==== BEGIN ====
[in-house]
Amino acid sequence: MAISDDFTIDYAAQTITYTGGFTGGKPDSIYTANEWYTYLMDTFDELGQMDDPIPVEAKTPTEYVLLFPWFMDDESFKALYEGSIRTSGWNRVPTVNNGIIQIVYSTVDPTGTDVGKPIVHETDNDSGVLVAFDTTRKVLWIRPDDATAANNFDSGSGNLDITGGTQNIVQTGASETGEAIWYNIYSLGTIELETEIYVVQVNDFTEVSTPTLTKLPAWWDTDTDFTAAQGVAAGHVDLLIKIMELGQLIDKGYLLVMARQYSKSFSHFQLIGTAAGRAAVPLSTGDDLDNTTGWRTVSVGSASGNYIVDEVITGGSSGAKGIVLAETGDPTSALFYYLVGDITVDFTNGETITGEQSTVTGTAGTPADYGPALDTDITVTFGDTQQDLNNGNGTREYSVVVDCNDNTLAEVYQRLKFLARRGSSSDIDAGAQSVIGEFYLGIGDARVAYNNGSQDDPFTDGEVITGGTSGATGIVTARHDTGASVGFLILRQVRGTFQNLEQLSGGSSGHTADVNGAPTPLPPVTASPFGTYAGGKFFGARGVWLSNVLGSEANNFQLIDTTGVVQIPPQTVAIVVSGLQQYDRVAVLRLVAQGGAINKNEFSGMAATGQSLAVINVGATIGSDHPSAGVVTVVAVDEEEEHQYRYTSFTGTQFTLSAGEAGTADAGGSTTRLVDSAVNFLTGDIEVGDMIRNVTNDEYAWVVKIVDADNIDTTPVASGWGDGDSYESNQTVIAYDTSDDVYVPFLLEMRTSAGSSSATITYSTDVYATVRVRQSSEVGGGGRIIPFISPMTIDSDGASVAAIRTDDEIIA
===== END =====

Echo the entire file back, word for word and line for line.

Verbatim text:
[in-house]
Amino acid sequence: MAISDDFTIDYAAQTITYTGGFTGGKPDSIYTANEWYTYLMDTFDELGQMDDPIPVEAKTPTEYVLLFPWFMDDESFKALYEGSIRTSGWNRVPTVNNGIIQIVYSTVDPTGTDVGKPIVHETDNDSGVLVAFDTTRKVLWIRPDDATAANNFDSGSGNLDITGGTQNIVQTGASETGEAIWYNIYSLGTIELETEIYVVQVNDFTEVSTPTLTKLPAWWDTDTDFTAAQGVAAGHVDLLIKIMELGQLIDKGYLLVMARQYSKSFSHFQLIGTAAGRAAVPLSTGDDLDNTTGWRTVSVGSASGNYIVDEVITGGSSGAKGIVLAETGDPTSALFYYLVGDITVDFTNGETITGEQSTVTGTAGTPADYGPALDTDITVTFGDTQQDLNNGNGTREYSVVVDCNDNTLAEVYQRLKFLARRGSSSDIDAGAQSVIGEFYLGIGDARVAYNNGSQDDPFTDGEVITGGTSGATGIVTARHDTGASVGFLILRQVRGTFQNLEQLSGGSSGHTADVNGAPTPLPPVTASPFGTYAGGKFFGARGVWLSNVLGSEANNFQLIDTTGVVQIPPQTVAIVVSGLQQYDRVAVLRLVAQGGAINKNEFSGMAATGQSLAVINVGATIGSDHPSAGVVTVVAVDEEEEHQYRYTSFTGTQFTLSAGEAGTADAGGSTTRLVDSAVNFLTGDIEVGDMIRNVTNDEYAWVVKIVDADNIDTTPVASGWGDGDSYESNQTVIAYDTSDDVYVPFLLEMRTSAGSSSATITYSTDVYATVRVRQSSEVGGGGRIIPFISPMTIDSDGASVAAIRTDDEIIA